In following the debate on the bill prior to the consultation process, it was evident that there was a strong desire to reform campaign finances and to put an end to what was termed “cash for access”. Ontario made significant reforms to contribution limits.
The first was a ban on corporate and trade union donations. Only individuals who are residents of Ontario can now make contributions to political parties, constituency associations, candidate campaigns, leadership contestants, and nomination contestants.
The second significant change was the amount an individual could contribute annually to political parties. Prior to the amendments, individuals could contribute up to $9,975 annually, and up to an additional $9,975 for each campaign period. This meant that, in a year when we had two by-elections, contributors were able to contribute up to $29,925 to a party.
Under the bill now, the contribution limit is $1,200 annually to a political party, $1,200 annually to constituency associations and nomination contestants, and $1,200 annually to a leadership contestant, totalling an annual contribution limit of $3,600. No extra amount over the annual limit is allowed, regardless of the number of campaigns.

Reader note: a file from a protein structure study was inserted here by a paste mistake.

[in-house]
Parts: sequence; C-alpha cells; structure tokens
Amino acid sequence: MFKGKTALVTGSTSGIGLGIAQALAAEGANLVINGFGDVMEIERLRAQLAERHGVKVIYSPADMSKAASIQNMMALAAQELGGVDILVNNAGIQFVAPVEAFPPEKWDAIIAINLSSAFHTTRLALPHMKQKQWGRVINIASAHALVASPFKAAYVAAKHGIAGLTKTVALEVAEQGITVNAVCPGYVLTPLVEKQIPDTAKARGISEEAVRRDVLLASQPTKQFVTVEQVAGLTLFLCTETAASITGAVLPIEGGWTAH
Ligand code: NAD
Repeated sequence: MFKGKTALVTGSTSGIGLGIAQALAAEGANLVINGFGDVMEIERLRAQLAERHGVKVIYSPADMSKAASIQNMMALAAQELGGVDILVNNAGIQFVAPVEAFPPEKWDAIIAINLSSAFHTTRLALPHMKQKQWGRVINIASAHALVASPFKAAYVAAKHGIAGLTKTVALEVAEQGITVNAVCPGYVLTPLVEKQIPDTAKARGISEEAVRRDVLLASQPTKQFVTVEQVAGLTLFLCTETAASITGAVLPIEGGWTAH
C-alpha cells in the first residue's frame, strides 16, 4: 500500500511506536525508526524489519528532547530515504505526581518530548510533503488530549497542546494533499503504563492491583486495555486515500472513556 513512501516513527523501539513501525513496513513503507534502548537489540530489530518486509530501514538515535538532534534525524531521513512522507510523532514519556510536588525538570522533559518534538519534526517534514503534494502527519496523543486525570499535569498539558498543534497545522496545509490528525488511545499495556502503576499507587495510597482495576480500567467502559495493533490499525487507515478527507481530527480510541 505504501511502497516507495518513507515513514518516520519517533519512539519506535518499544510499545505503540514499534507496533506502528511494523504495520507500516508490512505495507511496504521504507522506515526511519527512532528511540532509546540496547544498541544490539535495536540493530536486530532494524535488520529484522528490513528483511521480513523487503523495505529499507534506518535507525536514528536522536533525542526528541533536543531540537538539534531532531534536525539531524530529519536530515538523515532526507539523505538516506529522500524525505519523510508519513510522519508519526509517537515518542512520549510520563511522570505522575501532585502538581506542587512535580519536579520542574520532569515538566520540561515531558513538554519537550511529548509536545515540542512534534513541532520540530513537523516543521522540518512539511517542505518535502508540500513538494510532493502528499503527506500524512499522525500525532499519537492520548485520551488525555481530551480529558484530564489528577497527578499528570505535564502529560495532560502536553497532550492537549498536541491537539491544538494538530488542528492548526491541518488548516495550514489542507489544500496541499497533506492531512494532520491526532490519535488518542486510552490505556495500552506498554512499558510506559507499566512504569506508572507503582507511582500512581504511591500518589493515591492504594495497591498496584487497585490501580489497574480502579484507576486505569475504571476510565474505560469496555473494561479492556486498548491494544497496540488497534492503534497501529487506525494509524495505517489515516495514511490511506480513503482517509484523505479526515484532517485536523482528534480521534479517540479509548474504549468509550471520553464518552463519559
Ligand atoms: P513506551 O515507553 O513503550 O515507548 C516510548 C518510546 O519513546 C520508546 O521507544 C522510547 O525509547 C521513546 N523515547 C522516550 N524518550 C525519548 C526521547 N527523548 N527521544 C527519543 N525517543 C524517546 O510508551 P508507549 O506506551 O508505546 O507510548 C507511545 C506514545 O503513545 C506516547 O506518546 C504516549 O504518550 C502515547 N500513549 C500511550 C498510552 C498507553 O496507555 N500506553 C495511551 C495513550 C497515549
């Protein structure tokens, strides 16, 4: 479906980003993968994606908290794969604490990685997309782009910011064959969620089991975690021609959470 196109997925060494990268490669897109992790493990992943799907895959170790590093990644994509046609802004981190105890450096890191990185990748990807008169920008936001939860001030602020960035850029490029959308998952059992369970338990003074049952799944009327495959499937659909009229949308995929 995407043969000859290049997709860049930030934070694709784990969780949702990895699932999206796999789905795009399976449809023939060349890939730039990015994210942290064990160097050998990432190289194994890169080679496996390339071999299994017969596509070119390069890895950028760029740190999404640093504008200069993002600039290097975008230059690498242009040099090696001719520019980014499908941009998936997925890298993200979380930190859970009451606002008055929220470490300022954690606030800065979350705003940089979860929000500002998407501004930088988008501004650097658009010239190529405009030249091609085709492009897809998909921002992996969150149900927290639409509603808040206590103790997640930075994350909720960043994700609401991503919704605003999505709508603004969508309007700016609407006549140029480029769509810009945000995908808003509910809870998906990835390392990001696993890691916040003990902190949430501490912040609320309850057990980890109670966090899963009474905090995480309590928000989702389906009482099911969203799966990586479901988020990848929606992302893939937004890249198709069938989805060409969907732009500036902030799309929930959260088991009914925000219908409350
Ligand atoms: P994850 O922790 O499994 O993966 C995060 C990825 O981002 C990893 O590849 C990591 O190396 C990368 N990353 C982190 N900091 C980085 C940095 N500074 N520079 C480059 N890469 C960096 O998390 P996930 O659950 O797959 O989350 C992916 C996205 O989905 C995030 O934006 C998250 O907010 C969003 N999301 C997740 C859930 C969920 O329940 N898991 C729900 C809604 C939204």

The next area I would like to address is annual allowances.
Earlier in my remarks, I observed the need to strike the right balance in creating a funding formula that sustains parties but does not unfairly enrich them or leave them beholden to any one contribution source. To that end, Ontario introduced a unique system by providing quarterly allowances to support the activities of political parties and constituency associations. Funding formulas have been developed to determine how much each party or constituency association receives.
While I strongly believe that private and public funding support to political parties is essential, I do not advocate for one model over another, but believe that a funding formula that balances public and private funding is an important component of our democratic system.